The Art vs. the Artist

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Revelations of sexual misconduct have roiled the entertainment industry, among others, in recent months. The allegations of sexual harassment, assault, and intimidation against producer Harvey Weinstein seemed to have unloosed a dam in Hollywood, and numerous directors, actors, and other entertainers have been accused of using their positions to abuse women.

In light of the accusations, networks have been cancelling TV series and specials, and no doubt the fate of some feature films hangs in the balance. I’m heartened by the change in attitude towards sexual impropriety in the workplace; it’s long overdue. But I wonder how to balance our admiration for the talent and artistry of a person with the ugly reality of his behavior in real life.

For decades there has been debate about such figures as Roman Polanski and Woody Allen and the degree to which we should ostracize their work out of protest at their sexual misdeeds (although in the case of Allen, many people see nothing wrong with his dating and eventually marrying his ex-wife’s adopted daughter. I would not be one of those people.) Heavyweights in Hollywood have always stood up for these men, even though Polanski had to flee the country on a statutory rape charge. But the question is, should we not see Chinatown, The Pianist, or Rosemary’s Baby – or indeed even recognize their greatness as films?

Sometimes the rejection of an artist’s work is based on unambiguous factors. Leni Riefenstahl, for instance, used her directorial talents to create propaganda for Hitler and Nazi Germany. It also doesn’t take much hemming and hawing to denounce D.W. Griffith’s Birth of a Nation, a film that glories in the creation of the Ku Klux Klan. But what about the well-known anti-Semite Richard Wagner? His Nineteenth Century operas and other classical music are renowned works of art. Should we protest any productions of his work today, knowing what we know about his bigotry and xenophobia?

Over the years people have boycotted entertainers for political reasons. In fact, it seems like the entire world of the arts is fraught with politics these days. In fact, recently I had to stop and consider whether someone might be offended if I gave their child a book written by Bill Nye, the Science Guy. But short of objecting to the content of a specific book, movie, or other work of art, I’m not sure I want to let my personal opinion of an artist affect my appreciation of their work.

I don’t have the answers here. It seems to me that works of art should be judged on their own merits. Yet I would be hard pressed to attend a Louis C.K. performance these days. And should I finish binge-watching House of Cards or shun the series in protest over Kevin Spacey’s lame excuses and rationalizations for preying upon young men? Do time and distance make an artist’s work more palatable? I just don’t know.

Still, I am glad to see the cult of celebrity being shattered a bit to allow victims the ability to confront abuse and intimidation. After all, actors, directors, comedians, musicians and other artists are only human. They should be held to the same laws and standards as other humans, famous or not.

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Paying the Piper

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As yet another horrific act of mass murder by firearms goes by with the usual platitudes and talking points, I am coming to the realization that in many areas of needed reform, an appeal to the humanity of our leaders is sadly misplaced. So I have another angle to help persuade government leaders, institutions, and the American public: the steep cost of failing to change.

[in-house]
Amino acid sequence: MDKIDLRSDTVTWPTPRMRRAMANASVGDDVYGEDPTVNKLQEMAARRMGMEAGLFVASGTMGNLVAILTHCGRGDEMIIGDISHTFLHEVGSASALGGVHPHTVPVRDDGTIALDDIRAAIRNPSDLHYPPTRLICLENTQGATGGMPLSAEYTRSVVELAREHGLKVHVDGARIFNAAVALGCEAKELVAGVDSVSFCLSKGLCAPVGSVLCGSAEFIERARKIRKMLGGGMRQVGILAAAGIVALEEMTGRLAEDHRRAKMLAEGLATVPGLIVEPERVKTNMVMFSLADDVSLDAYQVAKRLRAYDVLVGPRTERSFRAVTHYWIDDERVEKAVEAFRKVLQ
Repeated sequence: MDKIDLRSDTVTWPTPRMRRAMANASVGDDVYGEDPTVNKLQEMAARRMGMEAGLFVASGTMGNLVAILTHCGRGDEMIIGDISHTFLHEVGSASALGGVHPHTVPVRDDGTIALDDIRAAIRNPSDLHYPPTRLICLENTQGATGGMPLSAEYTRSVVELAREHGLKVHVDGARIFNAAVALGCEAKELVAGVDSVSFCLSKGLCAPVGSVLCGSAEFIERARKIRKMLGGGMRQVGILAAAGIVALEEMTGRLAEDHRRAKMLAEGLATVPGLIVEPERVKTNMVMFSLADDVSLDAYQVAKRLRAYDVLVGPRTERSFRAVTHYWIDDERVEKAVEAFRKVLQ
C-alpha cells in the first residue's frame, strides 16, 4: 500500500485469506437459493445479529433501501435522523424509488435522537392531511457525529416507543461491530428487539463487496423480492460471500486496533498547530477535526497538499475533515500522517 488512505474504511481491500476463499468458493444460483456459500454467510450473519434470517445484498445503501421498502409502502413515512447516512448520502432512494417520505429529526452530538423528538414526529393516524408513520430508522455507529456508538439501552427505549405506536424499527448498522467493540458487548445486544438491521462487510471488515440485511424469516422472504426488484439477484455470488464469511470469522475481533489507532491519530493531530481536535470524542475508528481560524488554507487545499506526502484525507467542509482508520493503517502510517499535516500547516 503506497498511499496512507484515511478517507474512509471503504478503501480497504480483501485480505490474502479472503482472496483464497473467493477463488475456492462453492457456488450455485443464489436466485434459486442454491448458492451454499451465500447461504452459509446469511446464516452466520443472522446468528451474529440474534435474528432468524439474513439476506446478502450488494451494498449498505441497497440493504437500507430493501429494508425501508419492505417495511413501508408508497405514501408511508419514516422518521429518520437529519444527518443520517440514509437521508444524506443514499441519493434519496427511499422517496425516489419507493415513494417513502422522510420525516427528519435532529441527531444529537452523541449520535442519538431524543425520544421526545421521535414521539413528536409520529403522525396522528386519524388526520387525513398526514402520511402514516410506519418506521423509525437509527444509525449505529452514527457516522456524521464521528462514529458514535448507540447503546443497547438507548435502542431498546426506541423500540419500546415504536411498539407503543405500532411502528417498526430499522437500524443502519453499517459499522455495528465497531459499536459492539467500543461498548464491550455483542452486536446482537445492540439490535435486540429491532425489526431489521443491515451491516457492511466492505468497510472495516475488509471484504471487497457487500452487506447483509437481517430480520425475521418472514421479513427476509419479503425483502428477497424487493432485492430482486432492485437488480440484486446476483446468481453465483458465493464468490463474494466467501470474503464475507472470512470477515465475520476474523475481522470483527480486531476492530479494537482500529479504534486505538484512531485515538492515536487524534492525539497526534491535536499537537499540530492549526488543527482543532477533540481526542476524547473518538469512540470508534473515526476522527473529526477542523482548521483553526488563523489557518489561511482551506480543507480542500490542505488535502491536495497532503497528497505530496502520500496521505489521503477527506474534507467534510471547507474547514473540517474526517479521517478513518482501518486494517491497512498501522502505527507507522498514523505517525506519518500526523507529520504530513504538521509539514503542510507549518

In the area of guns, a Johns Hopkins study found that gun violence costs $2.8 billion in medical costs annually. That doesn’t take into account the expense of police and other law enforcement involvement, court costs, and prison expenditures, all of which are borne by us, the taxpayers. Even the health price tag comes back on individual Americans through higher insurance premiums and taxes to pay for victims on Medicaid. The high cost of gun violence could be reduced by expanding background checks, thus keeping guns out of the hands of criminals and domestic abusers, and by requiring owners to complete training in the safe use and storage of firearms, thus preventing the many accidental gun injuries and deaths that occur each year.

Another area in desperate need of reform is policing. Unwarranted shootings of suspects are not only an abrogation of individuals’ civil rights; they become a huge expense for police departments, which must shell out millions of dollars to settle lawsuits brought by victims and their families. Guess who ends up paying those bills?

Even in the business world, the current push to deregulate business and industry can have detrimental effects on our pocketbooks. Questionable investment and banking practices, for instance, nearly brought down the entire economy in 2008. More recently, Wells Fargo Bank employees were found to have created over a million fake accounts for which their customers were charged fees. The Consumer Financial Protection Bureau was created during the Obama Administration to prevent financial institutions from playing fast and loose with other people’s money. But now the Trump Administration has destroyed the ability of citizens to participate in class action lawsuits, the threat of which can prevent banks and other institutions from mismanagement and fraud. Maybe it’s time to go back to the days of hiding our cash under our beds.

And in the area of the environment, our EPA is looking more like the Environmental Pillaging Agency than an agent of protection. Beyond the idealistic goal of keeping our wildernesses wild and pristine, environmental damage is costing us in real dollars and cents. Unsafe drinking water and polluted air cause health problems for ordinary Americans, and those health problems cost money to treat.

So if you’re not moved by the sight of dwindling wetlands, gunshot victims, or grieving families, maybe this will spur you to action: It’s gonna cost you.

 

Being Blue in a Red Environment